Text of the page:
Gov. Evers unsure about when stay at home will end, executives expect extended recovery
Wisconsin Gov. Tony Evers said Monday he can't yet predict when the stay at home order can safely lift. Even after it does, economic recovery from COVID-19 will take at least until late 2020 to fully materialize, business executives said. Before more businesses can reopen their workplaces, there must be a consistent slowing of COVID-19’s spread, said Evers and others. There must be more testing to identify people who catch the disease after returning to work, and large numbers of investigators who can then figure out who they came into contact with. Those people would then be asked to self-quarantine. “Public health is going to look different in the future,” Evers said. Evers and others discussed a potential return to work during a Monday teleconference organized by the Greater Milwaukee Committee. The shared wisdom among speakers on that conference was the return to work will happen gradually, as will an overall economic recovery. Jonas Prising, chairman and CEO of ManpowerGroup, said a V-shaped recovery with a swift rebound is “extremely unlikely.” He predicted the economy won’t return to its pre-pandemic “rhythm” until late 2020 or early 2021. “The idea that demand would bounce back the minute we feel we are in a better place is unlikely to happen, as much as I would like to think it would happen,” he said. “I think we are in for a long 'U' of a recovery.” Regarding the timing to lift his stay at home order in Wisconsin, Evers said “we just don’t know yet.” “I’d love to have this over tomorrow, but at the end of the day I don’t want to be here talking to you about it a year from now,” Evers said. RECOMMENDED
Evers issued his “safer at home” order on March 24, telling companies whose work is not deemed essential to close their doors. Workplaces allowed to remain open must implement social distancing and other precautions that often include checking employees for fevers at the door. Those practices would continue even after stay at home is lifted. The order has slowed the spread of COVID-19 in Wisconsin. Medical College of Wisconsin president and CEO Dr. John Raymond Sr. said the daily growth rate is down to 9.7%, compared with 35% three weeks ago. He said the potential impact of Tuesday’s elections and gatherings over last week’s holidays isn’t yet known because their impact on the virus’ spread would take about seven days to materialize. Wisconsin Manufacturers and Commerce last week lobbied Evers to lift the stay at home order on April 24, rather than extend it. David Lubar, president and chief executive officer of Lubar & Co. and GMC chairman, said the GMC is open to working with both political parties on the question of when to return to work. “The decision-making process of reopening the state involves a lot of judgment, and we are not naive that there is a lot of politics involved in making those decisions and executing them, and not everyone is on the same page,” Lubar said. Evers said he had a conference call with the governors of Michigan, Illinois and Minnesota on Monday to discuss planning efforts for return to work. That includes making sure there are enough face coverings and hand sanitizer. Prising said other countries are having the same conversations around lifting stay at home orders, including Spain, Austria and Denmark. Those countries have followed many of the same practices as they get back to work, he said, including extensive testing and “contact tracing” after someone is found to have the disease.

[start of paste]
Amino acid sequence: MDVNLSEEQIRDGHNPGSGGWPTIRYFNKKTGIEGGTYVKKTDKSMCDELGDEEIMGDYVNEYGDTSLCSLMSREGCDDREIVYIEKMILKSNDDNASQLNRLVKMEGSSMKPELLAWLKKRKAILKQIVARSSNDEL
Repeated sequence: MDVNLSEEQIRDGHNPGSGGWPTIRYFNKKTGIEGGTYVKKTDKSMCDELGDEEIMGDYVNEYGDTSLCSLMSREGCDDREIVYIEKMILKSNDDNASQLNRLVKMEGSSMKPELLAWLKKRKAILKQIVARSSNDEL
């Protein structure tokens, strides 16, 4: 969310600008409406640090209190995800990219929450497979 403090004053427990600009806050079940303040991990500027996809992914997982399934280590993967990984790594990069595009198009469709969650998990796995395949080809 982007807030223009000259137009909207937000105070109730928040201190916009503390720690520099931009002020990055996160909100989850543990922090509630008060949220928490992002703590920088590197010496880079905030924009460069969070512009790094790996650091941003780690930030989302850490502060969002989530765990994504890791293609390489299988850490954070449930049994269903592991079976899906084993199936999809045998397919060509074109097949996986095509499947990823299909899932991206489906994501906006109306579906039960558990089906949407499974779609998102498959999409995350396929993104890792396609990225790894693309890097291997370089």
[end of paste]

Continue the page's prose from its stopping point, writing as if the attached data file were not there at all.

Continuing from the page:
Companies that reopen must continue distancing employees through staggered shifts, and letting people who can work remotely continue doing so. “In the end this is all about people,” Prising said. “You can really see that in the end what determines the flattening of the curve is whether the population at large takes it seriously.”